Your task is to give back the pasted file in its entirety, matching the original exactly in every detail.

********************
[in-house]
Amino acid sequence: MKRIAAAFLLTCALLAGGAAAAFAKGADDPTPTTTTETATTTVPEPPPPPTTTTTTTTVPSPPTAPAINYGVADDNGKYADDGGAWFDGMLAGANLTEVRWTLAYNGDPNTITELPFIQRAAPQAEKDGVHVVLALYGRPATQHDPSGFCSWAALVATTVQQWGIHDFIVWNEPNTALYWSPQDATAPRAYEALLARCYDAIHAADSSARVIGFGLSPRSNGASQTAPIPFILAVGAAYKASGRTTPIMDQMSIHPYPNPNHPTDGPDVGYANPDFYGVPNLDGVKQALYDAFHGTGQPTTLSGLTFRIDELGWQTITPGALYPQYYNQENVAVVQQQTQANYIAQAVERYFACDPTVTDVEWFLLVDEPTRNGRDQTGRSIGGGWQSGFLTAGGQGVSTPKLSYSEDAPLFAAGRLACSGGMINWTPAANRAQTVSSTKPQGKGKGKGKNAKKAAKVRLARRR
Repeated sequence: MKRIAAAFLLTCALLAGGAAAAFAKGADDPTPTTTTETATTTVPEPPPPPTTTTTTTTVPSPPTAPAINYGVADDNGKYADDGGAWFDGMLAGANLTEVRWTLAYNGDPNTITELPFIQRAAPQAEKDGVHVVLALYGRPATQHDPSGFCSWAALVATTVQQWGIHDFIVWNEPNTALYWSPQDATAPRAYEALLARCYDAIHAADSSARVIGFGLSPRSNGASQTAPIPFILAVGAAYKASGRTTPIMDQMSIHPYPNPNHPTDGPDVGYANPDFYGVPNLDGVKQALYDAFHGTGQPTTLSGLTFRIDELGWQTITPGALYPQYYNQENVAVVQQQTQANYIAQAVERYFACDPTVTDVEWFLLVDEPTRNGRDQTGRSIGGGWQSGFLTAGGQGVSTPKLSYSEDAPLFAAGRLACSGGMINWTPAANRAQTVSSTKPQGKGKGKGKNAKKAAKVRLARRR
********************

[in-house]
Amino acid sequence: MKRIAAAFLLTCALLAGGAAAAFAKGADDPTPTTTTETATTTVPEPPPPPTTTTTTTTVPSPPTAPAINYGVADDNGKYADDGGAWFDGMLAGANLTEVRWTLAYNGDPNTITELPFIQRAAPQAEKDGVHVVLALYGRPATQHDPSGFCSWAALVATTVQQWGIHDFIVWNEPNTALYWSPQDATAPRAYEALLARCYDAIHAADSSARVIGFGLSPRSNGASQTAPIPFILAVGAAYKASGRTTPIMDQMSIHPYPNPNHPTDGPDVGYANPDFYGVPNLDGVKQALYDAFHGTGQPTTLSGLTFRIDELGWQTITPGALYPQYYNQENVAVVQQQTQANYIAQAVERYFACDPTVTDVEWFLLVDEPTRNGRDQTGRSIGGGWQSGFLTAGGQGVSTPKLSYSEDAPLFAAGRLACSGGMINWTPAANRAQTVSSTKPQGKGKGKGKNAKKAAKVRLARRR
Repeated sequence: MKRIAAAFLLTCALLAGGAAAAFAKGADDPTPTTTTETATTTVPEPPPPPTTTTTTTTVPSPPTAPAINYGVADDNGKYADDGGAWFDGMLAGANLTEVRWTLAYNGDPNTITELPFIQRAAPQAEKDGVHVVLALYGRPATQHDPSGFCSWAALVATTVQQWGIHDFIVWNEPNTALYWSPQDATAPRAYEALLARCYDAIHAADSSARVIGFGLSPRSNGASQTAPIPFILAVGAAYKASGRTTPIMDQMSIHPYPNPNHPTDGPDVGYANPDFYGVPNLDGVKQALYDAFHGTGQPTTLSGLTFRIDELGWQTITPGALYPQYYNQENVAVVQQQTQANYIAQAVERYFACDPTVTDVEWFLLVDEPTRNGRDQTGRSIGGGWQSGFLTAGGQGVSTPKLSYSEDAPLFAAGRLACSGGMINWTPAANRAQTVSSTKPQGKGKGKGKNAKKAAKVRLARRR